Sunshine Coast Birds

Birding and other wildlife experiences from the Sunshine Coast and elsewhere in Australia - and from overseas - with scribblings about travel, environmental issues, kayaking, hiking and camping.

Monday, 21 November 2016

Cambodia's Avian Jewels: Wagtail & Tailorbird

Mekong Wagtail
After visiting Tmatboey (see following post) we headed east on the long drive to the delightful Mekong River town of Kratie for a two-night stay in the Mekong Dolphin Motel. We searched in vain for Asian Golden Weaver at a well-known rice paddy site outside Kratie for this species.

Our boat

Wagtail habitat on Mekong River
We had better luck the next morning when we took to our sheltered long boat for an excursion on the mighty Mekong River.

Mekong River
It wasn't long before we connected with the Mekong Wagtail - a much wanted Mekong River endemic. We saw an unusually large number of 15-20 wagtails, flitting about in pairs and small flocks between the small sandy islands and flooded bushes.

Mekong Wagtail
It seemed that the wagtails were busy establishing breeding territories.

Irrawaddy Dolphin

Irrawaddy Dolphin
Then we had an excellent encounter with the rare Irrawaddy Dolphin,with 10-15 animals, including a couple of females with young, surfacing about the boat. This species has suffered greatly throughout its limited range along the Mekong River due to being caught in gill nets, especially in Laos.

Little Ringed Plover
Other birds seen included Little Ringed Plover, Indian Spot-billed Duck and Grey-throated Martin.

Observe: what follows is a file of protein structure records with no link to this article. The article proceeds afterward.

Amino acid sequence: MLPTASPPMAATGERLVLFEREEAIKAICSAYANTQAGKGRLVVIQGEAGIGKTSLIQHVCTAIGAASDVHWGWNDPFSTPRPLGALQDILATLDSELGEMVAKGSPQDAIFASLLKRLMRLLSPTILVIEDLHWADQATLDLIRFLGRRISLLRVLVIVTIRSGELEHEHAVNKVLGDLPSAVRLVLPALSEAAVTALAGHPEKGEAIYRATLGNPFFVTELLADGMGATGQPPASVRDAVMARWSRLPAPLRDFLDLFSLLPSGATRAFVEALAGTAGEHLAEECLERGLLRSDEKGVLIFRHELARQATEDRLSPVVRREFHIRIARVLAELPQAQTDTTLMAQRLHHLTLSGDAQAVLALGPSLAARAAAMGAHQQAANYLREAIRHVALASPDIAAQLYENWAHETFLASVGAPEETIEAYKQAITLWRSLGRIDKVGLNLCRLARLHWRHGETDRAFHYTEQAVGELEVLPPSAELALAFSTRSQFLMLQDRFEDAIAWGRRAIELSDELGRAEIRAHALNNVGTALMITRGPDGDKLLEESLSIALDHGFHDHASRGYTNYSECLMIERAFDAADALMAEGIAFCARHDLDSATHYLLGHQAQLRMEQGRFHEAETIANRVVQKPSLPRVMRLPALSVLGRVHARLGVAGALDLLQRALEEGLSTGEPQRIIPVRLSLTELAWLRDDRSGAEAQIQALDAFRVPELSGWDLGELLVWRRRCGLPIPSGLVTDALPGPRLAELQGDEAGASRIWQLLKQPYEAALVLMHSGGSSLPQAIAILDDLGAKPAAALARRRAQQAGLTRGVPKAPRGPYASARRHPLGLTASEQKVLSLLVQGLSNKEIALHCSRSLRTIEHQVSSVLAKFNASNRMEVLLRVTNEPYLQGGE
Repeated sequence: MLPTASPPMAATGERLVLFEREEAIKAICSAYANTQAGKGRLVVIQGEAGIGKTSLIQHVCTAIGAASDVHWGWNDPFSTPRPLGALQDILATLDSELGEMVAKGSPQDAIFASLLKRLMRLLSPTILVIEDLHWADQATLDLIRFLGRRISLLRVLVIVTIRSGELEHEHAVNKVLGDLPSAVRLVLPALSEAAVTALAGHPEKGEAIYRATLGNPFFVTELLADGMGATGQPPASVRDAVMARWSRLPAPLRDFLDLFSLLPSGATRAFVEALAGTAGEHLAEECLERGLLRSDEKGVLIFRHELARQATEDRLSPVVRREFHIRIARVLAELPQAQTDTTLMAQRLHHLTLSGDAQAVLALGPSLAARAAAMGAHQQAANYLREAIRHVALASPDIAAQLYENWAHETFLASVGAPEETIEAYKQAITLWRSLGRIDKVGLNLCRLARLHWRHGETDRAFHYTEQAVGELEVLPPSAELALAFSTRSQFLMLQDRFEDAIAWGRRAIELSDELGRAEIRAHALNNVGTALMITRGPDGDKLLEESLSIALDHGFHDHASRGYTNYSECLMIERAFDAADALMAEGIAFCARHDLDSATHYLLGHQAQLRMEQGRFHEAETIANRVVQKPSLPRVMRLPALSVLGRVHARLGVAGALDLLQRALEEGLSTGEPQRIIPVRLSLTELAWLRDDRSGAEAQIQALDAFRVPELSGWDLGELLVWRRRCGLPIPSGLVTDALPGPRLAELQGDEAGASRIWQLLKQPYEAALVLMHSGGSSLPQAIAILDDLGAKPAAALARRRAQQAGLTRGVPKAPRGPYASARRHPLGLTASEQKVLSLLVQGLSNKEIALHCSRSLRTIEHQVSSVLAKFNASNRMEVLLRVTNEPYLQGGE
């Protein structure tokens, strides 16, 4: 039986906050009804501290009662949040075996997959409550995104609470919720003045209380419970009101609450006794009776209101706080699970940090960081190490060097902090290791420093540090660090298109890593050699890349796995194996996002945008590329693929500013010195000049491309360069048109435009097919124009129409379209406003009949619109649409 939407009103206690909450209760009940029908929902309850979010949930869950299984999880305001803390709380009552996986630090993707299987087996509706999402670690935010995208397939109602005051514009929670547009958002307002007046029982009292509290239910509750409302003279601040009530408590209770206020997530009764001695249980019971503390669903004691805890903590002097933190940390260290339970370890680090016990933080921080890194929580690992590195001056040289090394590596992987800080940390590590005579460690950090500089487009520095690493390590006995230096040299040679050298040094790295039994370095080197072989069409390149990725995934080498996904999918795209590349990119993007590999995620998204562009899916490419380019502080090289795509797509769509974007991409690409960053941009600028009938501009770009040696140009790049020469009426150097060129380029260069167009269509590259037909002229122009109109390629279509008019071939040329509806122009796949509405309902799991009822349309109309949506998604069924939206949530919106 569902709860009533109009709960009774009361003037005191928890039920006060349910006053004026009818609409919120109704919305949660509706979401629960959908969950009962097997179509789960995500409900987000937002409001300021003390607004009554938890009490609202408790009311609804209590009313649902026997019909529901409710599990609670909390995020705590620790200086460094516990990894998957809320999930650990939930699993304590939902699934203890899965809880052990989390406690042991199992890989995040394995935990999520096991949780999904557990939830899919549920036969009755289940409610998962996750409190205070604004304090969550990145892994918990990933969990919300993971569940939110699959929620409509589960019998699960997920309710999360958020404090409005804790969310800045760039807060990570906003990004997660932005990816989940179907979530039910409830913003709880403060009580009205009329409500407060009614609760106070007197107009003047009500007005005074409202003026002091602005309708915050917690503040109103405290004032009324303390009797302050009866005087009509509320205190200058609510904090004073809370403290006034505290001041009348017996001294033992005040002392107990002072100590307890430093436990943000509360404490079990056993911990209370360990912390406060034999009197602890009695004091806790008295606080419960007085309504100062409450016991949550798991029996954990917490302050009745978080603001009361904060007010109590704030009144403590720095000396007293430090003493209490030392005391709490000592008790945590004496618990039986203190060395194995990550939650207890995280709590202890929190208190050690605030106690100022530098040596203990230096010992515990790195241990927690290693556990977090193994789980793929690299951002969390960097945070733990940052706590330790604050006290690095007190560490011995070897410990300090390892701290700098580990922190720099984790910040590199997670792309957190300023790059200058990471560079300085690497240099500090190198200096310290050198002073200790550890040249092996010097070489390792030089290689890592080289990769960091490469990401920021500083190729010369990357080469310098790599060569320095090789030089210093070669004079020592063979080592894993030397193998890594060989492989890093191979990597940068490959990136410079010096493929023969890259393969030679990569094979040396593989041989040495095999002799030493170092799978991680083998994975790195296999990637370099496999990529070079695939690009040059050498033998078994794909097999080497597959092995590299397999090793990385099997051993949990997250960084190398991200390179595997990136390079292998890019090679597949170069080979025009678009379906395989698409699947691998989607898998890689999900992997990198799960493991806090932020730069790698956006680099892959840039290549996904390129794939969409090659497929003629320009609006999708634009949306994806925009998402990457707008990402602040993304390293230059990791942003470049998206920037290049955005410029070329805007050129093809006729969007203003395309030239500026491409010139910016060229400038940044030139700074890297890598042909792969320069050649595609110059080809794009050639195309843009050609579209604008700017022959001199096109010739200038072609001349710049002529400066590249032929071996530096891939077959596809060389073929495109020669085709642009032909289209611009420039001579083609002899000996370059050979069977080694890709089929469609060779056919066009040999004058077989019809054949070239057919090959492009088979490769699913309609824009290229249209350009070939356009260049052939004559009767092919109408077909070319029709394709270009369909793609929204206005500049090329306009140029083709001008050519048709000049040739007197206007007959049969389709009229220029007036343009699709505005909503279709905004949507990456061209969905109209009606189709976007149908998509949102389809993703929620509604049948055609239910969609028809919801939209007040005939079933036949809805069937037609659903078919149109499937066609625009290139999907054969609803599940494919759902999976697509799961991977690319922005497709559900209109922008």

Grey-throated Martin

Indian Spot-billed Duck
The rice paddies remained weaver-free on a second visit later in the day. Locals were busy attending their crops.

Kratie rice paddy
But it was nice to connect with other birds such as Zitting Cisticola.

Zitting Cisticola
And Freckle-breasted Woodpecker and Red Avadavat.

Freckle-breasted Woodpecker

Red Avadavat
Less enchanting were the mist-nets established along the edge of one rice paddy with the remains of 15 birds in various states of decay which must have died in agony. The villagers apparently are trying to protect crops from marauding seed-eaters but the dead birds were the insectivorous reed-warblers, prinias and cisticolas.

Oriental Reed-Warbler caught in mist-net
Unfortunately the opportunity for a second early morning birding session at Kratie - and therefore probably our best shot at the target, Asian Golden Weaver - was squandered due to an entirely avoidable accident caused by the negligence of our otherwise excellent guide, Mardy Sean. Enough said about that particular matter.

We headed south from Kratie to the outskirts of Phnom Penh where we looked without success at the traditional site for the recently discovered Cambodian Tailorbird. Again, the area was extensively flooded with the tail end of the wet season dumping plenty of rain.

Cambodian Tailorbird

Cambodian Tailorbird
We moved on to a second site closer to the capital where we finally had success with a pair of obliging birds.
Helping out the locals... tailorbird site near Phnom Penh
 Plain Prinia was also here.

Plain Prinia
As was Malaysian Pied Fantail.

Malaysian Pied Fantail

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